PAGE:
• Milad Rafiee Vahid, Sanofi R&D Data and Data Science, United States
  • Franck Augé, Sanofi R&D Data and Data Science, France
  • Farida Zehraoui, Université d'Évry, France
  • Blaise Hanczar, Université d'Évry, France

Presentation Overview: Show

The increasing availability of high-throughput omics data allows for considering a new medicine centered on individual patients. Precision medicine relies on exploiting these high-throughput data with machine-learning models, especially the ones based on deep-learning approaches, to improve diagnosis. Due to the high-dimensional small-sample nature of omics data, current deep-learning models end up with many parameters and have to be fitted with a limited training set. Furthermore, interactions between molecular entities inside an omics profile are not patient-specific but are the same for all patients.

In this article, we propose AttOmics, a new deep-learning architecture based on the self-attention mechanism. First, we decompose each omics profile into a set of groups, where each group contains related features. Then, by applying the self-attention mechanism to the set of groups, we can capture the different interactions specific to a patient. The results of different experiments carried out in this paper show that our model can accurately predict the phenotype of a patient with fewer parameters than deep neural networks. Visualizing the attention maps can provide new insights into the essential groups for a particular phenotype.

COmic: Convolutional Kernel Networks for Interpretable End-to-End Learning on (Multi-)Omics Data

  • Jonas Christian Ditz, University of Tübingen, Germany
  • Bernhard Reuter, University of Tübingen, Germany
  • Nico Pfeifer, University of Tübingen, Germany

Presentation Overview: Show

Motivation: The size of available omics datasets is steadily increasing with technological advancement in recent years. While this increase in sample size can be used to improve the performance of relevant prediction tasks in healthcare, models that are optimized for large datasets usually operate as black boxes. In high stakes scenarios, like healthcare, using a black-box model poses safety and security issues. Without an explanation about molecular factors and phenotypes that affected the prediction, healthcare providers are left with no choice but to blindly trust the models. We propose a new type of artificial neural network, named Convolutional Omics Kernel Network (COmic). By combining convolutional kernel networks with pathway-induced kernels, our method enables robust and interpretable end-to-end learning on omics datasets ranging in size from a few hundred to several hundreds of thousands of samples. Furthermore, COmic can be easily adapted to utilize multi-omics data.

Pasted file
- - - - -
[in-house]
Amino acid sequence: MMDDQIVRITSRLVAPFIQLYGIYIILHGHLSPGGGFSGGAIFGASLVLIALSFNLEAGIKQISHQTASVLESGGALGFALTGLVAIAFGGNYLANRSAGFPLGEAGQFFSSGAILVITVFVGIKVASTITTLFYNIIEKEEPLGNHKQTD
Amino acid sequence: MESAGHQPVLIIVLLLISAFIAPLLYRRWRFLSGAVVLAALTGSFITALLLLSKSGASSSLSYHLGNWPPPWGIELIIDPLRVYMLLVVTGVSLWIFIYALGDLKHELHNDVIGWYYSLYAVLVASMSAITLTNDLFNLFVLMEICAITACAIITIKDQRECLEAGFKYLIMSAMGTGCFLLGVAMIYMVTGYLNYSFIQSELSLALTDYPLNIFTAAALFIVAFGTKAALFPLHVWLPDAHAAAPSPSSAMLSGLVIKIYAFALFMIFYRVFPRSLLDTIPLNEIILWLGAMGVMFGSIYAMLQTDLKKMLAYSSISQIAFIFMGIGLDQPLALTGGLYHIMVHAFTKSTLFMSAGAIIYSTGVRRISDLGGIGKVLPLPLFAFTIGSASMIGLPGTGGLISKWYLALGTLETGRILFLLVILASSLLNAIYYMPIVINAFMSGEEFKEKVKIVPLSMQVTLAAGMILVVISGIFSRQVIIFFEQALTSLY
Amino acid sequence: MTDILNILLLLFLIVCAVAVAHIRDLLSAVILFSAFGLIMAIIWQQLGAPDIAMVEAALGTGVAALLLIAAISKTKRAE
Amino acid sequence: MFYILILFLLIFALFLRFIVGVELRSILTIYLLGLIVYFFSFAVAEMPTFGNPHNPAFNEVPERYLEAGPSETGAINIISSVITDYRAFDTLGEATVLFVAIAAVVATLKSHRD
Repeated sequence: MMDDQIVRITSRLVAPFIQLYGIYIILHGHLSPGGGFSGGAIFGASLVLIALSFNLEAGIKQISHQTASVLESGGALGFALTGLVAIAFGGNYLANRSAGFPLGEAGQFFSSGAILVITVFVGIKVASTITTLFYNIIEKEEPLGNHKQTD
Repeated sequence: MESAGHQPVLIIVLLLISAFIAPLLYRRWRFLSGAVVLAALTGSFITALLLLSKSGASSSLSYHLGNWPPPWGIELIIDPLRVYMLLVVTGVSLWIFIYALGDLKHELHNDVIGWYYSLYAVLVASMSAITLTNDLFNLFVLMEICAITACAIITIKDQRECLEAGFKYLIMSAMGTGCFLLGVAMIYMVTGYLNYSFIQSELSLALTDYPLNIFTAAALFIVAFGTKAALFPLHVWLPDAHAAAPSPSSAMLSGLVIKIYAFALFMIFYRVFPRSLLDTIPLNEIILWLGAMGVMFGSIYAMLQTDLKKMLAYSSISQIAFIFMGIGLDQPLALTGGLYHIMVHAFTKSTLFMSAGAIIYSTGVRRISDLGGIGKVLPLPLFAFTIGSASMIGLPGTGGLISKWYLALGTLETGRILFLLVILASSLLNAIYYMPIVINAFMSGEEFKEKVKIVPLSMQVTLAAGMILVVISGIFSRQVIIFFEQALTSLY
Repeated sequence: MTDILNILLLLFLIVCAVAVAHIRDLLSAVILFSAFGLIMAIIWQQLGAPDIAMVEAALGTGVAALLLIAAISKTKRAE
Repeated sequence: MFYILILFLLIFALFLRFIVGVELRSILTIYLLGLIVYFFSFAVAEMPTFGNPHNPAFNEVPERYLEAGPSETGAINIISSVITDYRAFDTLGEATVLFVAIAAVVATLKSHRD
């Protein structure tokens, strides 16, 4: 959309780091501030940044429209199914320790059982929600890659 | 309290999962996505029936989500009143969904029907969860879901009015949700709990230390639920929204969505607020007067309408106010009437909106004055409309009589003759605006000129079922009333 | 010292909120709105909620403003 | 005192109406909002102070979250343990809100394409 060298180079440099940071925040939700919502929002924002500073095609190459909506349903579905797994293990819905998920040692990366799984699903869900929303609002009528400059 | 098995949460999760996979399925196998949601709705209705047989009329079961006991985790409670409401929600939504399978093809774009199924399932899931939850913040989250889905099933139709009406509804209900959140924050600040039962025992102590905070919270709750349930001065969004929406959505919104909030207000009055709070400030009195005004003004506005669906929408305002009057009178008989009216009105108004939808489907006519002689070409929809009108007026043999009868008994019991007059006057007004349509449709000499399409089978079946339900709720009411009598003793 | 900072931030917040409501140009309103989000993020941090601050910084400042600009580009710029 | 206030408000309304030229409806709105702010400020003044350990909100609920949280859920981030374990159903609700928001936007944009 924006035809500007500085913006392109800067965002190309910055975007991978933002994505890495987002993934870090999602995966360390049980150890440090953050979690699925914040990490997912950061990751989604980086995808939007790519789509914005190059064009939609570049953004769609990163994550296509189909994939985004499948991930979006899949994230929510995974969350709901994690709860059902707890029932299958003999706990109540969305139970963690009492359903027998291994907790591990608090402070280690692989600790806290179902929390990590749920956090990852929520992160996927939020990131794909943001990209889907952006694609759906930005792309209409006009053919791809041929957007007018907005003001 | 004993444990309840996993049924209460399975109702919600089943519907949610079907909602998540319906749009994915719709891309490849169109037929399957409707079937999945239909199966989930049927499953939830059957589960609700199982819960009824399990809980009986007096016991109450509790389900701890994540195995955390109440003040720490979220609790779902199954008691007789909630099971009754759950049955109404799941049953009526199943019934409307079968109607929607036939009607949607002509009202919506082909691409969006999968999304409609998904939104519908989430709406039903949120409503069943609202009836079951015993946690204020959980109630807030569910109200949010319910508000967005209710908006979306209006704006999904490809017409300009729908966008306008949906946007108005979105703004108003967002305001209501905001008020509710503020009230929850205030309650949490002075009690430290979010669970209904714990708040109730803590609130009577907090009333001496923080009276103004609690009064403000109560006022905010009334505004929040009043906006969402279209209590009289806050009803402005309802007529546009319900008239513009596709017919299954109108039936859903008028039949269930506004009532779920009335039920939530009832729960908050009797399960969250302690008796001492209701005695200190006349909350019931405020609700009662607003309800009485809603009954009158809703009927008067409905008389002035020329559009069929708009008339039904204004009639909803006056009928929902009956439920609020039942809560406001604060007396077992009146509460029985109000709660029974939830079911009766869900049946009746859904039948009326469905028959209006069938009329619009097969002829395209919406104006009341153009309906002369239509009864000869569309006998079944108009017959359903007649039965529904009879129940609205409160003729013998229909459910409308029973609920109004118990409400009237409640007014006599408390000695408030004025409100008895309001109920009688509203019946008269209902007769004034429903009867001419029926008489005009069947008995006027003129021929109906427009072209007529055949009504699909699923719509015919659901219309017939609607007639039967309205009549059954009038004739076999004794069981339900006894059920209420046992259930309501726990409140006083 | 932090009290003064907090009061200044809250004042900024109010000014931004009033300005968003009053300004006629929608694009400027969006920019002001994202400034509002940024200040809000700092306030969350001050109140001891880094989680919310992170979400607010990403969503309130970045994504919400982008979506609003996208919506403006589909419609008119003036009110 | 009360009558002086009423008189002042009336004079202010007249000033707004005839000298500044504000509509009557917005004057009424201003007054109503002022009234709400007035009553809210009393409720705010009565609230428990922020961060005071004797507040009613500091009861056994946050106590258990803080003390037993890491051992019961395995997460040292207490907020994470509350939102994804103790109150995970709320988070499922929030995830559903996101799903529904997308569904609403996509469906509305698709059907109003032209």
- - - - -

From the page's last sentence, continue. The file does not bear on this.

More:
Results: We evaluated the performance capabilities of COmic on six different breast cancer cohorts. Additionally, we trained COmic models on multi-omics data using the METABRIC cohort. Our models performed either better or similar to competitors on both tasks. We show how the use of pathway-induced Laplacian kernels opens the black-box nature of neural networks and results in intrinsically interpretable models that eliminate the need for post-hoc explanation models.

DeepCoVDR: Deep transfer learning with graph transformer and cross-attention for predicting COVID-19 drug response

  • Zhijian Huang, Central South University, China
  • Pan Zhang, Central South University, China
  • Lei Deng, Central South University, China

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Motivation: The coronavirus disease 2019 (COVID-19) remains a global public health emergency. Although people, especially those with underlying health conditions, could benefit from several approved COVID-19 therapeutics, the development of effective antiviral COVID-19 drugs is still a very urgent problem. Accurate and robust drug response prediction to a new chemical compound is critical for discovering safe and effective COVID-19 therapeutics.

Results: In this study, we propose DeepCoVDR, a novel COVID-19 drug response prediction method based on deep transfer learning with graph transformer and cross-attention. First, we adopt a graph transformer and feed-forward neural network to mine the drug and cell line information. Then, we use a cross-attention module that calculates the interaction between the drug and cell line. After that, DeepCoVDR combines drug and cell line representation and their interaction features to predict drug response. To solve the problem of SARS-CoV-2 data scarcity, we apply transfer learning and use the SARS-CoV-2 dataset to fine-tune the model pre-trained on the cancer dataset. The experiments of regression and classification show that DeepCoVDR outperforms baseline methods. We also evaluate DeepCoVDR on the cancer dataset, and the results indicate that our approach has high performance compared with other state-of-the-art methods. Moreover, we use DeepCoVDR to predict COVID-19 drugs from FDA-approved drugs and demonstrate the effectiveness of DeepCoVDR in identifying novel COVID-19 drugs.